• paired transcranial magnetic stimulation;
  • rTMS;
  • connectivity;
  • dystonia;
  • premotor cortex;
  • cortical inhibition;
  • transcallosal inhibition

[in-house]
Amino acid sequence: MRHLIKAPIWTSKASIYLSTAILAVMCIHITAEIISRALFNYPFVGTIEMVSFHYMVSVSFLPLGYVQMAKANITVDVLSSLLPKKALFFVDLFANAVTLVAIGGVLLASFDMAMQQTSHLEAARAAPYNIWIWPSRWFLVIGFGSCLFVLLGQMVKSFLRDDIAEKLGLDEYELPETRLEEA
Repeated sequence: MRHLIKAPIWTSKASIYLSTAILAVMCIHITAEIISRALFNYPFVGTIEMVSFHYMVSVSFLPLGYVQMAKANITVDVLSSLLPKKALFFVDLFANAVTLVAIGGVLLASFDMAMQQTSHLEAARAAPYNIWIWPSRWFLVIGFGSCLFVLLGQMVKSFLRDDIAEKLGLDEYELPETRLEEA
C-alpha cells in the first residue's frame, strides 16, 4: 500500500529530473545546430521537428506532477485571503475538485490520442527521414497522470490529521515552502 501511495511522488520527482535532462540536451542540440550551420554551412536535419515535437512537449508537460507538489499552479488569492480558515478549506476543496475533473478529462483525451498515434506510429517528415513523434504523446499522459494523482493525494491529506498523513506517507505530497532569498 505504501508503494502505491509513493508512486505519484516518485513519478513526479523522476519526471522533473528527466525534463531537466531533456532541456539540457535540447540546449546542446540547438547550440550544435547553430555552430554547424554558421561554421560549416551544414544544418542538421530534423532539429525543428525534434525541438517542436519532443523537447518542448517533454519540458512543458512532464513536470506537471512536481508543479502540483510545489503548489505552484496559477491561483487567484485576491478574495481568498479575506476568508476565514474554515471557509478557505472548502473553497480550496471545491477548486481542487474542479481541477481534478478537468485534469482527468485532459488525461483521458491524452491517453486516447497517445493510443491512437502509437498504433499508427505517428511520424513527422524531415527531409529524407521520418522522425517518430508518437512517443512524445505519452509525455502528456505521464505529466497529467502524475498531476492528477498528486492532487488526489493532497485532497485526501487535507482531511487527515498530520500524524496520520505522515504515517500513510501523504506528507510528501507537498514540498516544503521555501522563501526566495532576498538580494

Given the possible role of dorsal premotor cortex (PMd) in the pathophysiology of dystonia, we used transcranial magnetic stimulation (TMS) methods to study PMd and PMd–primary motor cortex (M1) interactions in patients with focal arm dystonia. Here, we tested the connectivity between left PMd and right M1 as well as the intracortical excitability of PMd in 11 right-handed patients with focal arm/hand dystonia and nine age-matched healthy controls. The results showed that excitability of the inhibitory connection between PMd and M1 was reduced in patients, but there was no significant difference to healthy subjects in the excitability of the facilitatory connection. A triple stimulation technique in which pairs of TMS pulses are given over PMd and their interaction measured in terms of the effect on the baseline PMd-M1 connection failed to reveal the usual pattern of interaction between the pairs of PMd stimuli. Indeed, the results in patients were similar to those seen in a group of young healthy subjects after the excitability of PMd had been changed by pretreatment with high-frequency rTMS. We suggest that reduced transcallosal inhibition from the PMd may be involved in the altered pattern of abnormal muscle contractions of agonists and antagonists (overflow). © 2007 Movement Disorder Society